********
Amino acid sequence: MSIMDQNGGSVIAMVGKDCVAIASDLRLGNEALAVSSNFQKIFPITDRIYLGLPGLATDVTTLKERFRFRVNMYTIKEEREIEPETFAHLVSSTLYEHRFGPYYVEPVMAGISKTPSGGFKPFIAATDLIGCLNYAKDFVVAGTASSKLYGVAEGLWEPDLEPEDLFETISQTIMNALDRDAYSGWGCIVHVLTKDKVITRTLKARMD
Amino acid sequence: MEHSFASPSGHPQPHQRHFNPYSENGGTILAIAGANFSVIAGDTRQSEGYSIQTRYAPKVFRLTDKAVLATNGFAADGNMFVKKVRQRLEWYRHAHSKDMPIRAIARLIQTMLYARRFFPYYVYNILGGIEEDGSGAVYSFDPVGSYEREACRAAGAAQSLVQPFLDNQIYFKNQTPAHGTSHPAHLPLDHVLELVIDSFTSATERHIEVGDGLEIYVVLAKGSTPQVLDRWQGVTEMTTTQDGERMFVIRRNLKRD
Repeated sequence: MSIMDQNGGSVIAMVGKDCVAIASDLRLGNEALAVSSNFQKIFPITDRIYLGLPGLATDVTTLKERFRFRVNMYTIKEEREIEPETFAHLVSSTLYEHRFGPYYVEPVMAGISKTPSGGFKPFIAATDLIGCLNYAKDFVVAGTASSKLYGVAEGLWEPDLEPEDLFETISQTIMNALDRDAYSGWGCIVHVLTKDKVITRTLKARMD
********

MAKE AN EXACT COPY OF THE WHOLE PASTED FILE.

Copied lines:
Amino acid sequence: MSIMDQNGGSVIAMVGKDCVAIASDLRLGNEALAVSSNFQKIFPITDRIYLGLPGLATDVTTLKERFRFRVNMYTIKEEREIEPETFAHLVSSTLYEHRFGPYYVEPVMAGISKTPSGGFKPFIAATDLIGCLNYAKDFVVAGTASSKLYGVAEGLWEPDLEPEDLFETISQTIMNALDRDAYSGWGCIVHVLTKDKVITRTLKARMD
Amino acid sequence: MEHSFASPSGHPQPHQRHFNPYSENGGTILAIAGANFSVIAGDTRQSEGYSIQTRYAPKVFRLTDKAVLATNGFAADGNMFVKKVRQRLEWYRHAHSKDMPIRAIARLIQTMLYARRFFPYYVYNILGGIEEDGSGAVYSFDPVGSYEREACRAAGAAQSLVQPFLDNQIYFKNQTPAHGTSHPAHLPLDHVLELVIDSFTSATERHIEVGDGLEIYVVLAKGSTPQVLDRWQGVTEMTTTQDGERMFVIRRNLKRD
Repeated sequence: MSIMDQNGGSVIAMVGKDCVAIASDLRLGNEALAVSSNFQKIFPITDRIYLGLPGLATDVTTLKERFRFRVNMYTIKEEREIEPETFAHLVSSTLYEHRFGPYYVEPVMAGISKTPSGGFKPFIAATDLIGCLNYAKDFVVAGTASSKLYGVAEGLWEPDLEPEDLFETISQTIMNALDRDAYSGWGCIVHVLTKDKVITRTLKARMD